Government and BBC ‘not communicating climate science clearly’

The Government has been criticised for failing to communicate the science behind climate change “clearly and effectively” to the public. The Science and Technology Committee believes the Government’s efforts to […]

By Priyanka Shrestha

The Government has been criticised for failing to communicate the science behind climate change “clearly and effectively” to the public.

The Science and Technology Committee believes the Government’s efforts to “properly engage the public” while communicating climate change have been “disappointing”.

Its report also claims the Government’s “hands-off approach” to engaging with the public and media and “relying heavily on scientists as the most prominent voice has resulted in a vacuum that leads to inaccurate arguments”.

It suggests Government should work with national academics, societies and other experts to develop a source of information on climate science.

The report states: “We found little evidence of any significant co-ordination amongst Government, government agencies and bodies at national and local levels to communicate the science to the public, despite these bodies working to facilitate communities to mitigate and adapt to climate change. This may be due to the fact that the Government is not regarded as a primary, or even a reliable, source of information on climate science by the general public.”

The MPs believe it is difficult to draw firm conclusions on how public acceptance and understanding of climate change is changing in the UK despite existing polling information.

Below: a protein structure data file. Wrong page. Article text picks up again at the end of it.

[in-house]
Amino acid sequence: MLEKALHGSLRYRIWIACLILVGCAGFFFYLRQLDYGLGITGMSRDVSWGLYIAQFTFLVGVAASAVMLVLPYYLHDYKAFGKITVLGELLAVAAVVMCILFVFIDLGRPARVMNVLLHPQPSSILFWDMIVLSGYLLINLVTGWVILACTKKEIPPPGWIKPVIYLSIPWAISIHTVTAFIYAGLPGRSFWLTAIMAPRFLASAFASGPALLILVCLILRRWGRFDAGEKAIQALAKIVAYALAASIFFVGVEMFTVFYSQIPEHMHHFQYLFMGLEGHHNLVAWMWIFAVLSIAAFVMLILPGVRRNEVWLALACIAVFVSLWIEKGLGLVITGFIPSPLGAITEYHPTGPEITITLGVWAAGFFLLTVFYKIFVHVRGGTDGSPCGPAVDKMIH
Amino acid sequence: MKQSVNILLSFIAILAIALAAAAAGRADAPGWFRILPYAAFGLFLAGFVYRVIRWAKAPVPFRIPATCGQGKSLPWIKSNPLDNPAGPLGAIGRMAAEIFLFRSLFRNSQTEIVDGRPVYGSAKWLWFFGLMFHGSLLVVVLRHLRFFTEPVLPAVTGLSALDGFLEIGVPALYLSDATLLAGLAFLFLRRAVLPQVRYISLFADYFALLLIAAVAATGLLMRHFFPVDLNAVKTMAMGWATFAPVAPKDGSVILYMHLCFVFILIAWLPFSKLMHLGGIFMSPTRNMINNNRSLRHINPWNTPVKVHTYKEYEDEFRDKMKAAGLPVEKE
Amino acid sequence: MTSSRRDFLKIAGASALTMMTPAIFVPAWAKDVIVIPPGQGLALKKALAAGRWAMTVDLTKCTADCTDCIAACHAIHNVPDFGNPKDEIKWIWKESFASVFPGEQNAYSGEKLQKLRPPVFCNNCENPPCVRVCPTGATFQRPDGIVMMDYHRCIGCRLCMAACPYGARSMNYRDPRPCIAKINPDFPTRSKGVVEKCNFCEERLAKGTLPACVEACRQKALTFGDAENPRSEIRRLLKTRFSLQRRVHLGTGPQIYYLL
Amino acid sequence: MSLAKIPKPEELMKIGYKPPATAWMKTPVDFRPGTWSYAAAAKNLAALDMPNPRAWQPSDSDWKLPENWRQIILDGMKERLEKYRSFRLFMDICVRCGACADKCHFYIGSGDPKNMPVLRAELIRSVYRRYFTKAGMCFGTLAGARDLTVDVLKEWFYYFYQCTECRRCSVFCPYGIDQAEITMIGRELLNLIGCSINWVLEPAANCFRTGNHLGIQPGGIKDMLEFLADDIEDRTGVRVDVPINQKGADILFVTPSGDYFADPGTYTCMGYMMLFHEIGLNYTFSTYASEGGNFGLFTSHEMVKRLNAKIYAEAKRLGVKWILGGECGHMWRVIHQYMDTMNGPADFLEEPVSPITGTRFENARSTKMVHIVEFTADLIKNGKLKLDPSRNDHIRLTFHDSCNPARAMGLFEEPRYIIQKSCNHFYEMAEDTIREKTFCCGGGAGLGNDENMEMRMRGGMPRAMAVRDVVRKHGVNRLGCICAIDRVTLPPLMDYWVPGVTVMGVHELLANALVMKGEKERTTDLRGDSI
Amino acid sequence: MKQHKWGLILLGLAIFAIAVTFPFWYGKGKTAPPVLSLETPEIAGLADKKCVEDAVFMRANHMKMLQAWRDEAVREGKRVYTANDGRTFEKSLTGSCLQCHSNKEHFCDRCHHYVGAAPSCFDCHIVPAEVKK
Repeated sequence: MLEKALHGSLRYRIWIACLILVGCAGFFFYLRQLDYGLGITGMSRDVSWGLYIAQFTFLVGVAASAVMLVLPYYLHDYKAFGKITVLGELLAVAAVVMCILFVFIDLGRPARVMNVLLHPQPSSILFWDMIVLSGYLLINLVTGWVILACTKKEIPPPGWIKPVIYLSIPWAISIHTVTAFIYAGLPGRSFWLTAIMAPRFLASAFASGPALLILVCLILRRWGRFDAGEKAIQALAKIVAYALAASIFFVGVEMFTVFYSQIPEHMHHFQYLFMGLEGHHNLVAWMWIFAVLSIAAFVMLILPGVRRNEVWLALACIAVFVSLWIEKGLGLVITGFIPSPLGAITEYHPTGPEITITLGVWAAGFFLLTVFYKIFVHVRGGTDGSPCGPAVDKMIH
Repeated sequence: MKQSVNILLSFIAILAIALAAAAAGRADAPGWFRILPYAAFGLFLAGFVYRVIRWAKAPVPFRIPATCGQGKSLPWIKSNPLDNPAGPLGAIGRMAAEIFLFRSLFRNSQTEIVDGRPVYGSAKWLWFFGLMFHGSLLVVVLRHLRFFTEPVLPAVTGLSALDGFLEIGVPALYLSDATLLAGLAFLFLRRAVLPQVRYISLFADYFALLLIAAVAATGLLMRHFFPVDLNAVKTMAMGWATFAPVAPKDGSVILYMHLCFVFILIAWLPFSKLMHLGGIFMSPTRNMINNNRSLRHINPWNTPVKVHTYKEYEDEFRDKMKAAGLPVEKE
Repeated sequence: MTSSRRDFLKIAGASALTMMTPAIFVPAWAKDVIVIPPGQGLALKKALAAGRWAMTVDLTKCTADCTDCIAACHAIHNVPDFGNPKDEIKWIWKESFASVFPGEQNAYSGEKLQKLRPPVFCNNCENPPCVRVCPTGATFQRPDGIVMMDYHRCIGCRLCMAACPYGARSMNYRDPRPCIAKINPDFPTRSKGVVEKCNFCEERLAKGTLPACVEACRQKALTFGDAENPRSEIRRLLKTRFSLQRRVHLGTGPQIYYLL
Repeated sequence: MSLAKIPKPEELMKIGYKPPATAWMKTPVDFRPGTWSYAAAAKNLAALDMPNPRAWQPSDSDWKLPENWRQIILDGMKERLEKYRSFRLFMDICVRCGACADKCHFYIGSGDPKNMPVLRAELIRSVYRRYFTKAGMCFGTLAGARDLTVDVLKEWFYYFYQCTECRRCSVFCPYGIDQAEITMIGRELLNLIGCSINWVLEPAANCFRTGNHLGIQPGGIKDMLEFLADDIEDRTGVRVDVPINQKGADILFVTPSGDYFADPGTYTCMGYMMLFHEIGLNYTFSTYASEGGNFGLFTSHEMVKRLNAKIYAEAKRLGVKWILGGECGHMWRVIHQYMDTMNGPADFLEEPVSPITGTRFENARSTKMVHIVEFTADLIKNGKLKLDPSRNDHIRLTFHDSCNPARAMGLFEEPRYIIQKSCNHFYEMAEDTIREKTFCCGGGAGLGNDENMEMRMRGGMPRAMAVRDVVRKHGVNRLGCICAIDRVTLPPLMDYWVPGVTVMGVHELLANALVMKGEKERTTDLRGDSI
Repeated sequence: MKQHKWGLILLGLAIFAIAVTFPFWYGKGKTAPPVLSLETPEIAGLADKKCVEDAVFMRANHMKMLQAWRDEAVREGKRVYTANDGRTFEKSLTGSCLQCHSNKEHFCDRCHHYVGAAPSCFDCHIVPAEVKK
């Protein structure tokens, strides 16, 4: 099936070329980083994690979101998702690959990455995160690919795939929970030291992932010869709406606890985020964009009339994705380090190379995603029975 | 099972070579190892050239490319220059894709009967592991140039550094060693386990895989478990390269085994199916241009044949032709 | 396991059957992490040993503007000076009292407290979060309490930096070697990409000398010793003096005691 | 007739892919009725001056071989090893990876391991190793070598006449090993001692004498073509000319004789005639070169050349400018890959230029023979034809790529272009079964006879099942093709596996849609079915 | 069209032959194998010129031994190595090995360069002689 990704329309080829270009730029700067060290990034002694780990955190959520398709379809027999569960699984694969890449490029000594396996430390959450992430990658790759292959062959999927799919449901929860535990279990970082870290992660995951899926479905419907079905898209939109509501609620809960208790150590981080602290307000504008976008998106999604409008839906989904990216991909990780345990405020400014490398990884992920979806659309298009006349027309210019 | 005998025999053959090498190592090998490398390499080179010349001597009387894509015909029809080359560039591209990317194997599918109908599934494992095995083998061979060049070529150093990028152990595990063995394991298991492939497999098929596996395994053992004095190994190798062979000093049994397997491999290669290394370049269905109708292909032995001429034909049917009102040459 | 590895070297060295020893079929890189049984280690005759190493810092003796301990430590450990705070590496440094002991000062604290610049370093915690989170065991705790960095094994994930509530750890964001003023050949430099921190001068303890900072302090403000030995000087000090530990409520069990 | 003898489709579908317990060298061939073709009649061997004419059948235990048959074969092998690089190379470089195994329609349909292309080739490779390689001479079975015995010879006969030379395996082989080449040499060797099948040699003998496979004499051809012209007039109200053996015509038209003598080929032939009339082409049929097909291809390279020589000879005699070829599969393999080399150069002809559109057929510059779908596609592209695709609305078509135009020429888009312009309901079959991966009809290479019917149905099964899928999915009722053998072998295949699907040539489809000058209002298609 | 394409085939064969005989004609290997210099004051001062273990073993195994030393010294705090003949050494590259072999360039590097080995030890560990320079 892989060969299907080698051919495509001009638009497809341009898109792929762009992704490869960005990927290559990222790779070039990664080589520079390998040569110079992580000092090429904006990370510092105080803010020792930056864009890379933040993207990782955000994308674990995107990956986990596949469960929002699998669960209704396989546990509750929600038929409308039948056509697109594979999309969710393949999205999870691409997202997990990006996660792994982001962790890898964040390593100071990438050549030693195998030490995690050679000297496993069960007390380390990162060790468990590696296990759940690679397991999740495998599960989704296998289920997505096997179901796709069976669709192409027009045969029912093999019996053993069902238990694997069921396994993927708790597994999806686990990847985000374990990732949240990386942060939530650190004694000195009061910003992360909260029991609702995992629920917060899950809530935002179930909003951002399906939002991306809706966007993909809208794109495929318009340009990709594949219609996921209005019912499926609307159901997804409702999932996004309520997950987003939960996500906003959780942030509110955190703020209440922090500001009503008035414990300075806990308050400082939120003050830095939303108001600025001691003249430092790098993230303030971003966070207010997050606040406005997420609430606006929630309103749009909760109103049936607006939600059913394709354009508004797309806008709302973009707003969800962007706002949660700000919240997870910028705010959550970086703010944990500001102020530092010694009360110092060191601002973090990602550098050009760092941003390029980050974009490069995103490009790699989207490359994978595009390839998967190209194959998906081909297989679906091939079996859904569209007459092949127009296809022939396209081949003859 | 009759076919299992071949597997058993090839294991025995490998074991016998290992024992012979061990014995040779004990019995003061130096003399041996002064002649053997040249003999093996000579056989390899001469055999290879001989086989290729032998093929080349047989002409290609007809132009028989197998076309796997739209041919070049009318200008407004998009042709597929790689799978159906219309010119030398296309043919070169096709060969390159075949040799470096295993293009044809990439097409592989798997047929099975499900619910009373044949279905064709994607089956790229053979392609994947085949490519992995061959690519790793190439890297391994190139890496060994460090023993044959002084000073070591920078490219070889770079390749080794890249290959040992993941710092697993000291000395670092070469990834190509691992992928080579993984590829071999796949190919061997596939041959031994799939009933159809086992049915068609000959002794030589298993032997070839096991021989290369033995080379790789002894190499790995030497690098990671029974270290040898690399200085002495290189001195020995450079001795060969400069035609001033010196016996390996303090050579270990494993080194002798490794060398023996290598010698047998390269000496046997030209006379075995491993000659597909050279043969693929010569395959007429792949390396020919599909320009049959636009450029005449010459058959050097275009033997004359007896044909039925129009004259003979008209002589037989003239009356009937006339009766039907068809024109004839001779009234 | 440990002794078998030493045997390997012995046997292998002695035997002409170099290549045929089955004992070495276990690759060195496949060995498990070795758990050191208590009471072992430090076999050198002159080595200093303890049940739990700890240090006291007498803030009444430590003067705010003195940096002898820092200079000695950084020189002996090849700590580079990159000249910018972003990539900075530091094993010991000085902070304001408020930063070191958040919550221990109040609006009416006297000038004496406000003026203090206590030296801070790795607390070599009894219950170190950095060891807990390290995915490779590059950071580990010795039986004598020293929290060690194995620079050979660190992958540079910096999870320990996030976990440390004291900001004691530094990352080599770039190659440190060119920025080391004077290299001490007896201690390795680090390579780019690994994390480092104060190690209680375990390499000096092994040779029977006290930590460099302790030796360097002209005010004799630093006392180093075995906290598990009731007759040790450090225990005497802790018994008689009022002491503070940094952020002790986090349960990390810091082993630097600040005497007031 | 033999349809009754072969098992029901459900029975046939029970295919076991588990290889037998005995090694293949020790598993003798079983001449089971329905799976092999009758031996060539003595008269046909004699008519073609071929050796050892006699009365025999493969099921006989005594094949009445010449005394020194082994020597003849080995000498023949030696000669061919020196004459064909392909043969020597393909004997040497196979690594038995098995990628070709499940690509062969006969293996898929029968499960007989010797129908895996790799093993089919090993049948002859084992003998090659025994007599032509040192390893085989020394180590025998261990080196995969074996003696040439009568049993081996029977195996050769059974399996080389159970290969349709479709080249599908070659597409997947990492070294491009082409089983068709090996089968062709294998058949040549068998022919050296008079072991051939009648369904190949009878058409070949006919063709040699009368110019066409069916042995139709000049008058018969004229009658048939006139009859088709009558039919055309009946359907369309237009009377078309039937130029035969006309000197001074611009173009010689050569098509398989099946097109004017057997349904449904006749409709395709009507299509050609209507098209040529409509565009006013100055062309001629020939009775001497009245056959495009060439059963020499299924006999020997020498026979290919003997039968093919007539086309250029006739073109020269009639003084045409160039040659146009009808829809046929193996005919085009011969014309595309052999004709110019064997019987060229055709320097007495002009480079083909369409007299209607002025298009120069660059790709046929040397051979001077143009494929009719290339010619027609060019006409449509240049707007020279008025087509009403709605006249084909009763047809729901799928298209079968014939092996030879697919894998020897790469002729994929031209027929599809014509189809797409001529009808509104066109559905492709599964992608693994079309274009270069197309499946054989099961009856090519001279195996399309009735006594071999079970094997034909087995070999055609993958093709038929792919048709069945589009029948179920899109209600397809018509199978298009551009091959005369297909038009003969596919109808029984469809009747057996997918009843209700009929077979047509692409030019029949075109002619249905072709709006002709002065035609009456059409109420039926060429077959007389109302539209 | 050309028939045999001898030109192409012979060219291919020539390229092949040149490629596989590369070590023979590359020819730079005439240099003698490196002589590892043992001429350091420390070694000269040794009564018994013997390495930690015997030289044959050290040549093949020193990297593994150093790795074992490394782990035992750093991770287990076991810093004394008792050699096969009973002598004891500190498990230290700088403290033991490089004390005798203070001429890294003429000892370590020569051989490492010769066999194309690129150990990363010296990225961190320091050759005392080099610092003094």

Chair of the Committee Andrew Miller MP said: “The mandate to act on climate can only be maintained if the electorate are convinced that the Government is acting on the basis of strong scientific evidence so Ministers need to do more to demonstrate that is the case.”

The MPs also believe the BBC – as a leading public service broadcaster – has continued to make mistakes in their coverage of climate science. It suggests the BBC should be clear on the role of its interviewees and should not treat lobbying groups as “disinterested experts”.

Mr Miller added: “Given the high level of trust the public has in its coverage, it is disappointing that the BBC does not ensure all of its programmes and presenters reflect the actual state of climate science in its output.

“The Today programme and other BBC News teams continue to make mistakes in their coverage of climate science by giving opinions and scientific fact the same weight. Some editors appear to be particularly poor at determining the level of scientific expertise of contributors in debates, for instance, putting up lobbyists against top scientists as though their arguments on the science carry equal weight.”

The Committee is calling on the Government to respond to how it will collect and make available more regulator and in-depth information to the public understanding of climate change. It suggests making effective use of the internet and social media to engage with the public and provide accurate scientific information about climate change.

Energy Secretary Ed Davey said the Government is “already proactive” in communicating the science of climate change, using the media, climate scientists and third party organisations.

He added: “Monday’s extensive coverage of the UN’s report on the impacts of climate change is testament to the work of Government in clearly communicating the issue.

“We are continuing to maximise all communications channels, including digital, social media and traditional media whilst refreshing our strategy to help improve how climate change is communicated to the public.”